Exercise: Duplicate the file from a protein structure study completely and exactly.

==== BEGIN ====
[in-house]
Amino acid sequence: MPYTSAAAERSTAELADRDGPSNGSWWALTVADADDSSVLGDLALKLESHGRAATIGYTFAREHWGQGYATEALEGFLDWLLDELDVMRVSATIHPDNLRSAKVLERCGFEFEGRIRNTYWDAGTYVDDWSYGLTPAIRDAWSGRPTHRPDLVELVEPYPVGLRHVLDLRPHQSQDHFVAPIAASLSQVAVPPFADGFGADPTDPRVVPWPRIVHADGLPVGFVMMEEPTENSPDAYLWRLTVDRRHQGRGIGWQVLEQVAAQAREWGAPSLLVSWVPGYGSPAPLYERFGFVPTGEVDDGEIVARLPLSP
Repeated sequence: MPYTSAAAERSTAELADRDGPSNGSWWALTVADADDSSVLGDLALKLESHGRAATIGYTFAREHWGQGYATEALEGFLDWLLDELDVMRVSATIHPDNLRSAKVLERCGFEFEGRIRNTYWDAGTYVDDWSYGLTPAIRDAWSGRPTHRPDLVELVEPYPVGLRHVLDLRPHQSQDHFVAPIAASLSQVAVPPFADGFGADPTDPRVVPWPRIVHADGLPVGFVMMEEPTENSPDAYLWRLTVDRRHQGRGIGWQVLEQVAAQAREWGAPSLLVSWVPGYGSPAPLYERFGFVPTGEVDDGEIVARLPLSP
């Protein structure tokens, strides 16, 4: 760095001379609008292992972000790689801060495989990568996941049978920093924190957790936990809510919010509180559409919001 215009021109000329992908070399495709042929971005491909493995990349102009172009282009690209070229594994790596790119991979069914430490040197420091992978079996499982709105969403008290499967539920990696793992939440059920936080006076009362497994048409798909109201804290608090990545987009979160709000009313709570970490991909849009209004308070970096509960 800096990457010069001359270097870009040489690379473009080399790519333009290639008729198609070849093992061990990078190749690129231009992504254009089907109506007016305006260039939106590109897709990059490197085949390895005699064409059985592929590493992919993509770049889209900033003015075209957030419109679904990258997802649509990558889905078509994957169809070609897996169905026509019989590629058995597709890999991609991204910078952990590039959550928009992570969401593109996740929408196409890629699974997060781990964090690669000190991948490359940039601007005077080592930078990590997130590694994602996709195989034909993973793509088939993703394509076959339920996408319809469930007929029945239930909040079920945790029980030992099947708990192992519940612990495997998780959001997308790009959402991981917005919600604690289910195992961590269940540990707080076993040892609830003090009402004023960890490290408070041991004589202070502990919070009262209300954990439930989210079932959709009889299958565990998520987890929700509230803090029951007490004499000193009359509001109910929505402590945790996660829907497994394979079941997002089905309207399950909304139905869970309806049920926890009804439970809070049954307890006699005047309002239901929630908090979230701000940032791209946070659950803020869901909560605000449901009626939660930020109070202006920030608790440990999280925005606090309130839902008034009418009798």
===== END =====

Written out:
[in-house]
Amino acid sequence: MPYTSAAAERSTAELADRDGPSNGSWWALTVADADDSSVLGDLALKLESHGRAATIGYTFAREHWGQGYATEALEGFLDWLLDELDVMRVSATIHPDNLRSAKVLERCGFEFEGRIRNTYWDAGTYVDDWSYGLTPAIRDAWSGRPTHRPDLVELVEPYPVGLRHVLDLRPHQSQDHFVAPIAASLSQVAVPPFADGFGADPTDPRVVPWPRIVHADGLPVGFVMMEEPTENSPDAYLWRLTVDRRHQGRGIGWQVLEQVAAQAREWGAPSLLVSWVPGYGSPAPLYERFGFVPTGEVDDGEIVARLPLSP
Repeated sequence: MPYTSAAAERSTAELADRDGPSNGSWWALTVADADDSSVLGDLALKLESHGRAATIGYTFAREHWGQGYATEALEGFLDWLLDELDVMRVSATIHPDNLRSAKVLERCGFEFEGRIRNTYWDAGTYVDDWSYGLTPAIRDAWSGRPTHRPDLVELVEPYPVGLRHVLDLRPHQSQDHFVAPIAASLSQVAVPPFADGFGADPTDPRVVPWPRIVHADGLPVGFVMMEEPTENSPDAYLWRLTVDRRHQGRGIGWQVLEQVAAQAREWGAPSLLVSWVPGYGSPAPLYERFGFVPTGEVDDGEIVARLPLSP
């Protein structure tokens, strides 16, 4: 760095001379609008292992972000790689801060495989990568996941049978920093924190957790936990809510919010509180559409919001 215009021109000329992908070399495709042929971005491909493995990349102009172009282009690209070229594994790596790119991979069914430490040197420091992978079996499982709105969403008290499967539920990696793992939440059920936080006076009362497994048409798909109201804290608090990545987009979160709000009313709570970490991909849009209004308070970096509960 800096990457010069001359270097870009040489690379473009080399790519333009290639008729198609070849093992061990990078190749690129231009992504254009089907109506007016305006260039939106590109897709990059490197085949390895005699064409059985592929590493992919993509770049889209900033003015075209957030419109679904990258997802649509990558889905078509994957169809070609897996169905026509019989590629058995597709890999991609991204910078952990590039959550928009992570969401593109996740929408196409890629699974997060781990964090690669000190991948490359940039601007005077080592930078990590997130590694994602996709195989034909993973793509088939993703394509076959339920996408319809469930007929029945239930909040079920945790029980030992099947708990192992519940612990495997998780959001997308790009959402991981917005919600604690289910195992961590269940540990707080076993040892609830003090009402004023960890490290408070041991004589202070502990919070009262209300954990439930989210079932959709009889299958565990998520987890929700509230803090029951007490004499000193009359509001109910929505402590945790996660829907497994394979079941997002089905309207399950909304139905869970309806049920926890009804439970809070049954307890006699005047309002239901929630908090979230701000940032791209946070659950803020869901909560605000449901009626939660930020109070202006920030608790440990999280925005606090309130839902008034009418009798």